The grain of a reedlike aquatic plant unrelated to rice; grown in the United States and Canada, the grains are long, slender and black, with a distinctive earthy, nutty flavor; available in three grades: giant, fancy and select.
The fermented juice of a fruit, typically freshly gathered ripe grapes.
An evergreen plant with small red berries that produce a pungent oil used in jellies or to flavor candies and medicines; also known as checkerberry and teaberry.
A large muskmelon with a pale green rind, a white flesh and a flavor reminiscent of zucchini; used in Asian cuisines in sweet and savory dishes.
Wire Mesh Strainer
A tool with a mesh bowl, sometimes reinforced with narrow crossbands and a handle; available in various sizes and thicknesses of mesh; it is used to strain liquids from solids or to sift dry ingredients; also known as a strainer.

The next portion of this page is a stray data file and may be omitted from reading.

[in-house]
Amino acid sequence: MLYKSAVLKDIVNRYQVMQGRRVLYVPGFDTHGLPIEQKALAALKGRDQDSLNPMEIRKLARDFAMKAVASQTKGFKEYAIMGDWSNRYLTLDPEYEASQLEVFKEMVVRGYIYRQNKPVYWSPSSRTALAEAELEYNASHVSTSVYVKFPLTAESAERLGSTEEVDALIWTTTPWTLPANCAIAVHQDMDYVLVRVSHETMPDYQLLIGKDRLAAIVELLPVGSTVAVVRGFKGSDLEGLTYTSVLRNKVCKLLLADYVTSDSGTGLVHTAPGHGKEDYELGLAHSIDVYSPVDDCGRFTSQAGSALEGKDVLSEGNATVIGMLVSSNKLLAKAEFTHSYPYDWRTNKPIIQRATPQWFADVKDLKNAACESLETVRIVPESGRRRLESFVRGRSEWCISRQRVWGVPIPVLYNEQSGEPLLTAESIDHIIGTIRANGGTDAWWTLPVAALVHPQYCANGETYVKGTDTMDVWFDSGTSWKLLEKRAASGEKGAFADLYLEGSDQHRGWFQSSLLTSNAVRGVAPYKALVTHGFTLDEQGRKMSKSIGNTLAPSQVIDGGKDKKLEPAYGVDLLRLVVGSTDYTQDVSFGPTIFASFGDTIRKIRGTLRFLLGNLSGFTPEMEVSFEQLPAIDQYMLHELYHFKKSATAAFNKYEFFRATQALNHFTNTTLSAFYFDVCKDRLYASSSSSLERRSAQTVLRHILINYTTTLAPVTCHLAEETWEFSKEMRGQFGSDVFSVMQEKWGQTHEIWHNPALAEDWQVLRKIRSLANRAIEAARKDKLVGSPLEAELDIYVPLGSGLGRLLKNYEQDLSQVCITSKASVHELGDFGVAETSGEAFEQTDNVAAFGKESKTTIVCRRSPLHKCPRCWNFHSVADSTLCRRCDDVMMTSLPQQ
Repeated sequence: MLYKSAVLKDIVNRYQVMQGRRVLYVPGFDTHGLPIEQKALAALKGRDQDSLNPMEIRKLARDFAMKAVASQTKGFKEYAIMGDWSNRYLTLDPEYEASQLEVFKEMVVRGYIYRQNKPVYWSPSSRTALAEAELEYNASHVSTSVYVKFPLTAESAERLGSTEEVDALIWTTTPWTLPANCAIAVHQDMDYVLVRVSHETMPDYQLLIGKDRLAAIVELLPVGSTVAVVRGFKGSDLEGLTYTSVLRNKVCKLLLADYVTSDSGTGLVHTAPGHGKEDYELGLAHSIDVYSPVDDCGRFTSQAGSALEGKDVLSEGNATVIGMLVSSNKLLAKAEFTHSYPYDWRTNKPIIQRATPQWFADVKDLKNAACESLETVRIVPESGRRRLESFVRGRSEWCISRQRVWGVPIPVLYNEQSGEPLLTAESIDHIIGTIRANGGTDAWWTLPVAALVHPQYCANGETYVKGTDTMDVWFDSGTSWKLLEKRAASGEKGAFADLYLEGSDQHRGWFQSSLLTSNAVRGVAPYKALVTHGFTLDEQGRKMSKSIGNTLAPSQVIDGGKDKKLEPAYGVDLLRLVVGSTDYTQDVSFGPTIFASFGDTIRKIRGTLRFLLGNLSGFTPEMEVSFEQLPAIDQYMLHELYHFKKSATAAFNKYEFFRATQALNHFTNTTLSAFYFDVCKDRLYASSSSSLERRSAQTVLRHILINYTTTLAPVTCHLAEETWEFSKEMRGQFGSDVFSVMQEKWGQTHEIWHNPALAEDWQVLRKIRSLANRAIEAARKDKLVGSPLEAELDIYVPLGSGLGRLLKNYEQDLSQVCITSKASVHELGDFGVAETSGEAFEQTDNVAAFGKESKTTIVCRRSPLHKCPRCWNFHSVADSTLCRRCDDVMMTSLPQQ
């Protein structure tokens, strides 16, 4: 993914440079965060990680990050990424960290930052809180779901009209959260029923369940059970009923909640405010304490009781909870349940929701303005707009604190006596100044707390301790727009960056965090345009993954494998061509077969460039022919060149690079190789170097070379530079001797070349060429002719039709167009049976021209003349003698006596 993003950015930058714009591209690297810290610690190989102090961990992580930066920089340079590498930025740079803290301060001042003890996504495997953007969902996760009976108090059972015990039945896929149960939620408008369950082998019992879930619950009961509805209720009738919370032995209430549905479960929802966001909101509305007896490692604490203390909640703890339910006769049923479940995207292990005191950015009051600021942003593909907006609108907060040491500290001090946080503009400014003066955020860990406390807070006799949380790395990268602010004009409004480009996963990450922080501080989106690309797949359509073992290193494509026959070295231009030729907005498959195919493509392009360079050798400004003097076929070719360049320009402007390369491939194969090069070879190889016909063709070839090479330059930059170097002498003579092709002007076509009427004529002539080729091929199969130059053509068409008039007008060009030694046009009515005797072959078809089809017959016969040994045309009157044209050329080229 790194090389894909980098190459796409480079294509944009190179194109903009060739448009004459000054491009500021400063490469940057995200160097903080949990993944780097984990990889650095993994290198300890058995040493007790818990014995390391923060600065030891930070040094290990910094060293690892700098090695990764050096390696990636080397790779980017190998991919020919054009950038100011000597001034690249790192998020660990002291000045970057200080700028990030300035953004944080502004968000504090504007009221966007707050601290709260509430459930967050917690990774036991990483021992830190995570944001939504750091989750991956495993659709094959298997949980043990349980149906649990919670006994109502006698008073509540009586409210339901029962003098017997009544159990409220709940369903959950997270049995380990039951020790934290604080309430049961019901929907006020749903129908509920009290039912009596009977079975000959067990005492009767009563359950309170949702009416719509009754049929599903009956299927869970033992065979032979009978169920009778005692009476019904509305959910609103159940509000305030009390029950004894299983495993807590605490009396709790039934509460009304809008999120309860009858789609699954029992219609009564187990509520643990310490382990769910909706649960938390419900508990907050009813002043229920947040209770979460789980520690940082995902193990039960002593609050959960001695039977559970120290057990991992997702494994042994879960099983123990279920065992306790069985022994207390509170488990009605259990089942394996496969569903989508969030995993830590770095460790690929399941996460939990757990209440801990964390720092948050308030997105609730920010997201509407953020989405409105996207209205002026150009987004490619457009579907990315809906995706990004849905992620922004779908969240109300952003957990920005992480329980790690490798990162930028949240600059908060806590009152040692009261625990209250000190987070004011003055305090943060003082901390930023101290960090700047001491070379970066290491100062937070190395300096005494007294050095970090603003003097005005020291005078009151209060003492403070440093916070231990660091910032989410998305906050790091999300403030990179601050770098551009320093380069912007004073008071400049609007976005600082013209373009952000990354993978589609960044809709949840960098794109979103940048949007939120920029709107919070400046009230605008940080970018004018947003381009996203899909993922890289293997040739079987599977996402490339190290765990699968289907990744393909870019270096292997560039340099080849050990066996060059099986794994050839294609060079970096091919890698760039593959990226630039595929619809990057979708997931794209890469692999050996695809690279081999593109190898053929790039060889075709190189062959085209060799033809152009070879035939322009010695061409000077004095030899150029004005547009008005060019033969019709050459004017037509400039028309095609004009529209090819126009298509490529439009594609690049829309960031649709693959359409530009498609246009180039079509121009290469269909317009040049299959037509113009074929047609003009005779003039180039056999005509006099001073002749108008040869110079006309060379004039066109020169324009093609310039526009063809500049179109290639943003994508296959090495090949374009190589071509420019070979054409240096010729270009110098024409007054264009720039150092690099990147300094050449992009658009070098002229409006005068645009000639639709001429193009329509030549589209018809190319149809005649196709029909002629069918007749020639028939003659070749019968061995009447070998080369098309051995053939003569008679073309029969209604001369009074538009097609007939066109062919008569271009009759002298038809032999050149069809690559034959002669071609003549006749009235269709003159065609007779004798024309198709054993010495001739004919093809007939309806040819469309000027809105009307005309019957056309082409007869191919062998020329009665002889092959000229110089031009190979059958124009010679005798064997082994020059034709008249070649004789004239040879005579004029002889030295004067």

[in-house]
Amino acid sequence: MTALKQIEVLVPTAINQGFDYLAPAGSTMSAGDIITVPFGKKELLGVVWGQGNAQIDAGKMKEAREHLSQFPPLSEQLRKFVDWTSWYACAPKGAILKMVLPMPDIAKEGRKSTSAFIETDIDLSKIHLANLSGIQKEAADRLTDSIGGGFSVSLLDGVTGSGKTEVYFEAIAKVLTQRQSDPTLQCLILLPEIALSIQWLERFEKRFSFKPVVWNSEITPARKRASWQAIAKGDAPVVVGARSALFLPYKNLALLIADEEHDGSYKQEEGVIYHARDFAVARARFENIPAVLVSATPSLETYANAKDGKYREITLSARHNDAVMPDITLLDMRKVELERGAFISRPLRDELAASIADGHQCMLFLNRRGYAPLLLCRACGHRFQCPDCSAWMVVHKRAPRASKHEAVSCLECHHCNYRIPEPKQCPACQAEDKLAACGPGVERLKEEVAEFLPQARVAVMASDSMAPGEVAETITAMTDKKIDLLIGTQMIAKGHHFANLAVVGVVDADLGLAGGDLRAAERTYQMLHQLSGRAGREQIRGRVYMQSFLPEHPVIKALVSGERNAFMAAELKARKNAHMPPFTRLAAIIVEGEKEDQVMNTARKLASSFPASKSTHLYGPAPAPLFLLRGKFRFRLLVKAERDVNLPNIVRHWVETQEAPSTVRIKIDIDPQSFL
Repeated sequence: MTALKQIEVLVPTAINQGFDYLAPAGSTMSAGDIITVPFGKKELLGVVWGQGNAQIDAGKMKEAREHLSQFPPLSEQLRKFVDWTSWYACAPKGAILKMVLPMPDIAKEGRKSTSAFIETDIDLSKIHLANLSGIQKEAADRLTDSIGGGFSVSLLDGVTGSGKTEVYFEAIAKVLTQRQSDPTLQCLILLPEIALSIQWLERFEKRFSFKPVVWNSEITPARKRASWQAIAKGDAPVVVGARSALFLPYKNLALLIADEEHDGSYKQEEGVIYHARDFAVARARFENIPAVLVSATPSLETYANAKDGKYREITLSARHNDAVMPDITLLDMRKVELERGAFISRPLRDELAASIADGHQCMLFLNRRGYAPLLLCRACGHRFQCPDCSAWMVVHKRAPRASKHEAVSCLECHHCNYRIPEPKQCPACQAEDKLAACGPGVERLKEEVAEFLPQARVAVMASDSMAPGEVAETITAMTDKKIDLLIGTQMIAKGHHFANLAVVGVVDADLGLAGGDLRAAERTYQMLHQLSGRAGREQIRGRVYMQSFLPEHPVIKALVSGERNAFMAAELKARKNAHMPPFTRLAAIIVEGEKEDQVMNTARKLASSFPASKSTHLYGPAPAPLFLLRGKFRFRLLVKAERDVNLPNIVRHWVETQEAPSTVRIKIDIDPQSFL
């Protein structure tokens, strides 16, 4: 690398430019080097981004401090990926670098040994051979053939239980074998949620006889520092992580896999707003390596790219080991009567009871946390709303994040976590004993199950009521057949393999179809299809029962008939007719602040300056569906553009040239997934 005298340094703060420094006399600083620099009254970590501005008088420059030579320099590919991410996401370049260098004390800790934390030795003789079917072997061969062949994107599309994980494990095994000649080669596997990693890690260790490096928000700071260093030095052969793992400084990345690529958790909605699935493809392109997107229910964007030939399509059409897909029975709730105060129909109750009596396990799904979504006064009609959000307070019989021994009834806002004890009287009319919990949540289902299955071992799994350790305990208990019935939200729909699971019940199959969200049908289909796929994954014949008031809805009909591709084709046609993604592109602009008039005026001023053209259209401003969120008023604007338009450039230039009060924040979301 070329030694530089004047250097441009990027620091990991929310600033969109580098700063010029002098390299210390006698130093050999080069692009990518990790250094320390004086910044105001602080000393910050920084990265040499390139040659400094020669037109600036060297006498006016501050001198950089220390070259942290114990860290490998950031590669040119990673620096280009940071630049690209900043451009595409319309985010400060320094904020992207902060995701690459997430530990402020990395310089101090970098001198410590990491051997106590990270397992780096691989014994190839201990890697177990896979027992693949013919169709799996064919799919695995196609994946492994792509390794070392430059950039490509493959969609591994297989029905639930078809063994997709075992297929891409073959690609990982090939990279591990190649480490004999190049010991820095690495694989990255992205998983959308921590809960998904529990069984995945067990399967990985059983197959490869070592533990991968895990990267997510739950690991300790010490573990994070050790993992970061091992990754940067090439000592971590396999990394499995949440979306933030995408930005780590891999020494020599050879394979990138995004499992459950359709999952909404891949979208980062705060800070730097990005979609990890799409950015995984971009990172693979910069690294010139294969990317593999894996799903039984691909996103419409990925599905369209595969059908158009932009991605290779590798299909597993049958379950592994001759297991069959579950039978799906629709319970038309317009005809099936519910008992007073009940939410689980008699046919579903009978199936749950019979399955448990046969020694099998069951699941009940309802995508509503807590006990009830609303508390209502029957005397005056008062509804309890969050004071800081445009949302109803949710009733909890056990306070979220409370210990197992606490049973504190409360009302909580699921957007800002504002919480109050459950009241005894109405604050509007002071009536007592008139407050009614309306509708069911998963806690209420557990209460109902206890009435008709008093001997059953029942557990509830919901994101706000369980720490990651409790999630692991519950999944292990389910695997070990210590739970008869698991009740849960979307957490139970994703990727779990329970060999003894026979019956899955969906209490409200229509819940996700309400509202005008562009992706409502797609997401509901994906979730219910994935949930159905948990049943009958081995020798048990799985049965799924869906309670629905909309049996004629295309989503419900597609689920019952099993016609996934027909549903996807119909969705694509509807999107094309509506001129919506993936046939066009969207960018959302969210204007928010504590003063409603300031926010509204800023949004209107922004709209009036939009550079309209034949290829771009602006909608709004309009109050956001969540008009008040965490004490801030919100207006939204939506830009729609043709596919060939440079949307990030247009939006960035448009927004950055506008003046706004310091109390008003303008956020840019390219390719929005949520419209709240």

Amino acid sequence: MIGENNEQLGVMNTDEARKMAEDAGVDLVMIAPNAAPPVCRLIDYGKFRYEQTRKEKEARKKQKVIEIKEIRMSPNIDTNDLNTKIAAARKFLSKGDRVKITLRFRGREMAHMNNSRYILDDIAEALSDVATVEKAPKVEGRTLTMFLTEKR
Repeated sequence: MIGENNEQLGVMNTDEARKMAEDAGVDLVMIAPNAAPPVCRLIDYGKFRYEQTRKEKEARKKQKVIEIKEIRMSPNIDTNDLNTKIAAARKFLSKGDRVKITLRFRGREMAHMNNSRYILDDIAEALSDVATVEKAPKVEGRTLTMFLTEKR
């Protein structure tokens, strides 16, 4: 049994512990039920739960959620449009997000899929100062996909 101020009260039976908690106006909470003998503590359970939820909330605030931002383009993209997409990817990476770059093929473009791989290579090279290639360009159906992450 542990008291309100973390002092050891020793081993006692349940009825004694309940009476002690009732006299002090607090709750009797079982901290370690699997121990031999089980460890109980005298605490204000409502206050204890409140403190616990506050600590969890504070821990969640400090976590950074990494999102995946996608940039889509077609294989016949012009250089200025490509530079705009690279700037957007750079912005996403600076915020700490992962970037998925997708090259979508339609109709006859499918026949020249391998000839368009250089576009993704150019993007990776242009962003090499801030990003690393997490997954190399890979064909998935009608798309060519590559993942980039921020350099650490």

1. The forked bone found between the neck and breast of a chicken or turkey.
2. The cut of chicken containing the wishbone.
Cookware with a rounded bottom and curved sides that diffuses heat and makes it easy to toss or stir contents; it usually has a domed lid and two handles, although a single long-handled version is available; used originally in Asian cuisines.
Won Ton (WAHN tahn)
A small Chinese dumpling made from a thin dough filled with a mixture of finely minced meats, poultry, fish, shellfish and/or vegetables; it can be steamed, fried or boiled and eaten as dumplings, in soups and as appetizers.
Won Ton Skins
Wafer-thin sheets of dough made from flour, eggs and salt and used to wrap fillings; available in squares or circles.
Won Ton Soup
A Chinese soup consisting of chicken broth garnished with won tons, green onions, pork or chicken and/or vegetables.
Worcestershire Sauce (WOOS-tuhr-shuhr)
A thin, dark brown sauce developed in India for British colonials and first bottled in Worcester, England; it consists of soy sauce, tamarind, garlic, onions, molasses, lime, anchovies, vinegar and other seasonings.
An American sandwich consisting of a filling and spread rolled in a soft flour tortilla (unlike a classic Mexican tortilla, the one used for a wrap can be flavored with herbs, spices or the like).
A food additive produced from corn syrup; used as a thickener, emulsifier and stabilizer.